by Justin Spaeth
May 14th 1997.
A day that would change my life forever. A day my family will never forget.
This day was the day I was born, it seemed like everything was going according to the plan the doctors had laid out, except one major detail I was left in the womb for too long, and when I came out, I was given too much oxygen which seems like a minor detail but would change my life forever.
My family didn’t think anything of it until I was 3 years old and wasn’t attempting to talk or walk. I went to several different pediatricians and specialists and all but one said that I was just a “late-bloomer” and would start talking and walking in no time. That one pediatrician I went to that gave my family a different answer than all the rest, looked at the lines in the palms of my hands and could immediately tell I had cerebral palsy.
My family wanted to doubt the pediatrician, but as I got older, there were more signs pointing towards her diagnosis being spot on.
Around my 4th birthday, my mother and father’s relationship hit a wall. She obviously didn’t want to bare with the fact that she would have to take care of a son with a disability, so she left, and I haven’t seen or heard from her since.
I couldn’t receive my surgeries needed to correct my cerebral palsy until I was 7 years old, and even then there was still doubt if I would ever walk unassisted and if this surgery would even help reach this goal.
Either way I was willing to take a chance and do whatever it took to defy the odds and prove to the doctors that I am different from all the rest. I would fight harder than anyone has ever fought before and I will walk on my own!
Some didn’t believe me, but those who were skeptical would just have to watch me.
It was late September 2004 that I was finally able to go through surgery and, needless to say from the support I received from my family and friends I was ready! I may have been extremely scared, but I never showed my fear. I kept it all inside so no one would worry about me because I knew in the end that this surgery meant a lot to my life going forward.
It was the difference between possibly walking or using a wheelchair for the rest of my life. It was frightening, but I was ready to take that chance to change my life for the better.
After 14 surgeries (nine all at once) and over 1000 stitches I was on the right track towards my goal but there was a long way to go. I went through numbers of physical tests, physical therapists and training. I would do everything the physical therapists would ask me to do, and sometimes I would do it two or three times more than recommended.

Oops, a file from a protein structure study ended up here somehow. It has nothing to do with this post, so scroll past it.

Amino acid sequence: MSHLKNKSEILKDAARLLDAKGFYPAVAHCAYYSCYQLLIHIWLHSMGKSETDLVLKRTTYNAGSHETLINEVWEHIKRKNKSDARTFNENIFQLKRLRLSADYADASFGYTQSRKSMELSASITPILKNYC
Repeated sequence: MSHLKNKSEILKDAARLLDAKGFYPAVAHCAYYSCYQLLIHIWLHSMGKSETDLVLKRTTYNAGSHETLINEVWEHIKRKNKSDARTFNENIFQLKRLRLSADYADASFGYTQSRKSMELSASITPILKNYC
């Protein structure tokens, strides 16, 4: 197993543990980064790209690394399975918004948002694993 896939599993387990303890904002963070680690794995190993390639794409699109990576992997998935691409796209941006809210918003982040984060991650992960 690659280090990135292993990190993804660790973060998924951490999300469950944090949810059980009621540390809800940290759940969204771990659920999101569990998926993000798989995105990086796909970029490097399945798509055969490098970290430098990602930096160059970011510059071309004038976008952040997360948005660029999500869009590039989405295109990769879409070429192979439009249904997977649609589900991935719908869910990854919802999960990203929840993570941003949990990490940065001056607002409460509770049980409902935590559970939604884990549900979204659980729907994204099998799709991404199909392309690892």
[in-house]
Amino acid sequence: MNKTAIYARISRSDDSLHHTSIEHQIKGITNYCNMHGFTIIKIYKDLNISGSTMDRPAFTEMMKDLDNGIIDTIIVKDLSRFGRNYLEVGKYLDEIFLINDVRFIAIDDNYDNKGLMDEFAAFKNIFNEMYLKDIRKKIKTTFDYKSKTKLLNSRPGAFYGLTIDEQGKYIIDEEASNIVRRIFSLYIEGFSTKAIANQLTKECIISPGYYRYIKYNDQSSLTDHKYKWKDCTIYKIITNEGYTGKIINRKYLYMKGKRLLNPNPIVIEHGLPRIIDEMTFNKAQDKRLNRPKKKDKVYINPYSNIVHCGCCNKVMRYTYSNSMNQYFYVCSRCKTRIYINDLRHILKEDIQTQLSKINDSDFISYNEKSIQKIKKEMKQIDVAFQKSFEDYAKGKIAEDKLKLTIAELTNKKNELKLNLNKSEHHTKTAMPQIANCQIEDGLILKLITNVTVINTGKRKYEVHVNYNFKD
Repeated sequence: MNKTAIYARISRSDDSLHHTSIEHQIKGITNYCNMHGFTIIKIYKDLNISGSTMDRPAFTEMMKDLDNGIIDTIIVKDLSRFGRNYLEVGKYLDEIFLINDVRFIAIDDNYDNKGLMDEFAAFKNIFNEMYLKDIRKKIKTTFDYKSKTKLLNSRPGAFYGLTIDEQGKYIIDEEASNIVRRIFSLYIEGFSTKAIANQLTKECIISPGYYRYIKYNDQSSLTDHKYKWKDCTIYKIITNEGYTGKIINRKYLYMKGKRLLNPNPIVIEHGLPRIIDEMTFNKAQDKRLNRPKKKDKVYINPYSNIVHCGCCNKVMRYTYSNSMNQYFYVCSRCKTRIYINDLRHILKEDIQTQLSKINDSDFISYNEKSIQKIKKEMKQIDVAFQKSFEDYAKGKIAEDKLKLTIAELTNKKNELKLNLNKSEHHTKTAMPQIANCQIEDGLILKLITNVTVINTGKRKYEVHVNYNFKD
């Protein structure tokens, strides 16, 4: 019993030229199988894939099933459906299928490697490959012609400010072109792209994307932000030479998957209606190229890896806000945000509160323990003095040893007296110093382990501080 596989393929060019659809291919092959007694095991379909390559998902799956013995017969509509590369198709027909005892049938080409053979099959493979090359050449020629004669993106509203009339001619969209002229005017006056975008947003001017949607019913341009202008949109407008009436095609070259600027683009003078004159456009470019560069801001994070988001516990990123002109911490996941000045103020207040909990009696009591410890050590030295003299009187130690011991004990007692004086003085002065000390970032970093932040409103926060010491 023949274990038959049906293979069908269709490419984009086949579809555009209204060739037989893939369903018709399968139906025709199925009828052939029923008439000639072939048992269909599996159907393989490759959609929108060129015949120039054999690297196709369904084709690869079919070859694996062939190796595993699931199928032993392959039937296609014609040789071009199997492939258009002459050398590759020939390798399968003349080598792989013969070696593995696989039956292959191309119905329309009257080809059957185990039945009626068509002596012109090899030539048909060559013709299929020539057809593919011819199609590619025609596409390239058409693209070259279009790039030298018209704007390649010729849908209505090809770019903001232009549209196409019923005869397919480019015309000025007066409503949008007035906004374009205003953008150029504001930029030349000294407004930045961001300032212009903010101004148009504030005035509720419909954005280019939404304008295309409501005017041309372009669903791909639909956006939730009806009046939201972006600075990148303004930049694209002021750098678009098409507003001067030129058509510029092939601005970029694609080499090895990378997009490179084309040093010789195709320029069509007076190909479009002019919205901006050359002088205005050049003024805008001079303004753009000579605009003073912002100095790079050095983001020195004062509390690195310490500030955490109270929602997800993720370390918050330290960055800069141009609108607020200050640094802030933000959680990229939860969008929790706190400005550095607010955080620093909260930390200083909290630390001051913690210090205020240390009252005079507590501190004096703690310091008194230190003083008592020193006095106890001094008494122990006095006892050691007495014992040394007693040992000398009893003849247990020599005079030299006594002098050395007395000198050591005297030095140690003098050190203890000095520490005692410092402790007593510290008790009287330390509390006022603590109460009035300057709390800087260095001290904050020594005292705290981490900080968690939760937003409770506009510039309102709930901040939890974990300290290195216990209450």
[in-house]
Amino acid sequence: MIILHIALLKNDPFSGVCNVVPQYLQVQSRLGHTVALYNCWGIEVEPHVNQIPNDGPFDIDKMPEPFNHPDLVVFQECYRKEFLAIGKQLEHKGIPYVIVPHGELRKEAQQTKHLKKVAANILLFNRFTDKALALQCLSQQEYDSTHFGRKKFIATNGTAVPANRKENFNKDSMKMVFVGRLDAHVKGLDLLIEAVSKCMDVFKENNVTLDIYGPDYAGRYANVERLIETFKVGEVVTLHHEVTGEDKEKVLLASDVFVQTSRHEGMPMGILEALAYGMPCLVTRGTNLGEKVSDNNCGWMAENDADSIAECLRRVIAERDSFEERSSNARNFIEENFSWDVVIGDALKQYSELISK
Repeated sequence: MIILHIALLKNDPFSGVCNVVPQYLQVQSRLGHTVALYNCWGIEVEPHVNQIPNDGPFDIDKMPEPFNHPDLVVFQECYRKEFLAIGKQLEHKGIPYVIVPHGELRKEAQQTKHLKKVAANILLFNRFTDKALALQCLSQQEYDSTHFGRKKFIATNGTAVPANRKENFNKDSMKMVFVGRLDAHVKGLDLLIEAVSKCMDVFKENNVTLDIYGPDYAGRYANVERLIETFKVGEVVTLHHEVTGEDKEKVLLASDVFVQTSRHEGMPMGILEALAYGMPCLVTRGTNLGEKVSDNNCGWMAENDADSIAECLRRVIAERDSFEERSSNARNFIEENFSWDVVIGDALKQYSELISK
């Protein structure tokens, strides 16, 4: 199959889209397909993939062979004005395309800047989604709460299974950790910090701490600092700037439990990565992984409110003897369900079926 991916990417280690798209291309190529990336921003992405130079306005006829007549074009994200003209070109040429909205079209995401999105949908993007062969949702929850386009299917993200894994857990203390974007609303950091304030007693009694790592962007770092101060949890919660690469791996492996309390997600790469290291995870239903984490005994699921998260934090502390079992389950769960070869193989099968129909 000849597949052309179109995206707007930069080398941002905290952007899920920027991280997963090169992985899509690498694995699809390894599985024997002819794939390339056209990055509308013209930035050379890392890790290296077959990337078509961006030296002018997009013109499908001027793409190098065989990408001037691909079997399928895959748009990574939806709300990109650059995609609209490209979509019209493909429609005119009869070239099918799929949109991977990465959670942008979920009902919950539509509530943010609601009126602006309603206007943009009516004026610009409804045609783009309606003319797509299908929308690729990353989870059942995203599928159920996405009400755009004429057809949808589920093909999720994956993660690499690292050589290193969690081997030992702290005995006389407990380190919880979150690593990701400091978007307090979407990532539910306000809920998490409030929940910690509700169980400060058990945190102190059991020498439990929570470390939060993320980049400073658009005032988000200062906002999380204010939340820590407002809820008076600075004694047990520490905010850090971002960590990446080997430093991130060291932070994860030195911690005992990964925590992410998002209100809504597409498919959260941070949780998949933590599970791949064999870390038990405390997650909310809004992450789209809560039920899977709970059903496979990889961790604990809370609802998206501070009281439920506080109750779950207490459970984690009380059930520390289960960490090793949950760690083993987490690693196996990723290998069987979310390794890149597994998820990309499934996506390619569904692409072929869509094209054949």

Most nights I would go to bed in so much pain that I couldn’t sleep but I refused to take any pain medicine because I told myself I’m strong and I can fight through this physical pain.
The physical pain was nothing compared to the emotional pain I received from my peers the first few years of elementary school. I would get questions like, “Why can’t you walk right?” “Why do you walk so weird?” “Why can’t you run?”
Questions like that don’t bother me today, but at a young age they took a toll on me because I felt like an outcast. I felt like people were treating me differently just because of my disability and I hated it, but I also didn’t think I could do anything about it.
I would always think to myself why are people treating me differently, I am no different than they are.
I didn’t choose this disability I was born with it.
Yet, back then I felt like I was paying the price for being born with it, in reality it was a blessing in disguise.
Still, I would spend my nights praying that I would one day walk “normally” like the other kids and be treated just like they were. I just really wanted to know how it felt to be treated normally with respect and dignity and not like I was: belittled by all of my peers.
At that point, I came to a realization either I sit back, do nothing about it, and feel sorry for myself, or I could persevere and move forward and make an impact in the world one day, one person at a time. I chose the latter.
I’m 18 now, and now that I look back at everything that I have been through I wouldn’t change anything in my life for the world. I touch the lives of those around me and those I encounter on a daily basis and that’s a great feeling.
I never give up until I reach my goal, and when I reach that goal I set my sights towards a higher more challenging goal so I learn and grow as I keep surpassing every goal I set.
I’ve never know the meaning of no or can’t because yes I can do anything I set my mind to. Sure it may take longer or may be different from someone else’s way but I will eventually do anything I set my mind to.
I have a fantastic support system all the way from my family to my friends to my BROTHERS, and to my Dynasty family and its members, without them I probably wouldn’t of made it through 75 percent of my situations throughout my life.
I am extremely grateful for the base and foundation I have in my father, grandfather and uncle. Without their support and guidance I wouldn’t be half the man I am today. The love and support of my grandmother, who has been the closest thing to a mom I have ever had, is heaven sent and I am truly appreciative of her.
I do everything in my power to make everyone I encounter on a daily basis smile and know that they have at least one person to count on in their life if needed. I would do anything for anyone, and that is a tremendous gift I have been given to be able to feel that and do that for people.
I try to be that inspiring force that leads people to try new things and go for their dreams, If you can believe, it you can achieve it!
Never give up on yourself and always stay true to what you believe in because your possibilities in life are endless no matter what obstacles stand in your way, you can persevere through anything